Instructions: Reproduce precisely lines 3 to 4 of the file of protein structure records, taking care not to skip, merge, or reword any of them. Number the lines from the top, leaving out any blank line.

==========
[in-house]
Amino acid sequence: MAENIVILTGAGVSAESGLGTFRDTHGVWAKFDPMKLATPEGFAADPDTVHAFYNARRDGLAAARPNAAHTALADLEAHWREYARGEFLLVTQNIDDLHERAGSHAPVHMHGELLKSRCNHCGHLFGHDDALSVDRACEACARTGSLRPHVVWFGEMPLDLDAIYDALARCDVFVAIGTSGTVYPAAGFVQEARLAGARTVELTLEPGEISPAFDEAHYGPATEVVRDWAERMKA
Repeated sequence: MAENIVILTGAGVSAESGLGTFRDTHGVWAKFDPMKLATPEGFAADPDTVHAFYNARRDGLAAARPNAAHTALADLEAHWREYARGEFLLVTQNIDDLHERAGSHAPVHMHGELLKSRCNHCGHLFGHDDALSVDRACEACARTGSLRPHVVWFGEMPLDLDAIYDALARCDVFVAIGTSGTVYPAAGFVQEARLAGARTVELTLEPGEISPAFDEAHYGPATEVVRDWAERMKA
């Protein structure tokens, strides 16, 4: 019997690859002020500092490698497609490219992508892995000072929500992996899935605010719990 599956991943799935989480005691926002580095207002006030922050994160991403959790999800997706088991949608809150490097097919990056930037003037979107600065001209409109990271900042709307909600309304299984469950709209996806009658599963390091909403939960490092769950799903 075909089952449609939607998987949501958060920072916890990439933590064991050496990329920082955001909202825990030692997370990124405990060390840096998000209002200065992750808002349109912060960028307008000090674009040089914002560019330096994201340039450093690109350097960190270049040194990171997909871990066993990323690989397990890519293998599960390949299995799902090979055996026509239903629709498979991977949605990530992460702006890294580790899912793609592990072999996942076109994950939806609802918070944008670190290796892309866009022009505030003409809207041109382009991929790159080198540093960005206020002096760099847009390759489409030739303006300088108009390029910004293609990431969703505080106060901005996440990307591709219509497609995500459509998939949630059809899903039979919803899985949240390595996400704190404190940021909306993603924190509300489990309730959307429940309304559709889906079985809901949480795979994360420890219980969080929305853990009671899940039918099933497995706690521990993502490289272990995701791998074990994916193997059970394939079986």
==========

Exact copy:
Repeated sequence: MAENIVILTGAGVSAESGLGTFRDTHGVWAKFDPMKLATPEGFAADPDTVHAFYNARRDGLAAARPNAAHTALADLEAHWREYARGEFLLVTQNIDDLHERAGSHAPVHMHGELLKSRCNHCGHLFGHDDALSVDRACEACARTGSLRPHVVWFGEMPLDLDAIYDALARCDVFVAIGTSGTVYPAAGFVQEARLAGARTVELTLEPGEISPAFDEAHYGPATEVVRDWAERMKA
């Protein structure tokens, strides 16, 4: 019997690859002020500092490698497609490219992508892995000072929500992996899935605010719990 599956991943799935989480005691926002580095207002006030922050994160991403959790999800997706088991949608809150490097097919990056930037003037979107600065001209409109990271900042709307909600309304299984469950709209996806009658599963390091909403939960490092769950799903 075909089952449609939607998987949501958060920072916890990439933590064991050496990329920082955001909202825990030692997370990124405990060390840096998000209002200065992750808002349109912060960028307008000090674009040089914002560019330096994201340039450093690109350097960190270049040194990171997909871990066993990323690989397990890519293998599960390949299995799902090979055996026509239903629709498979991977949605990530992460702006890294580790899912793609592990072999996942076109994950939806609802918070944008670190290796892309866009022009505030003409809207041109382009991929790159080198540093960005206020002096760099847009390759489409030739303006300088108009390029910004293609990431969703505080106060901005996440990307591709219509497609995500459509998939949630059809899903039979919803899985949240390595996400704190404190940021909306993603924190509300489990309730959307429940309304559709889906079985809901949480795979994360420890219980969080929305853990009671899940039918099933497995706690521990993502490289272990995701791998074990994916193997059970394939079986």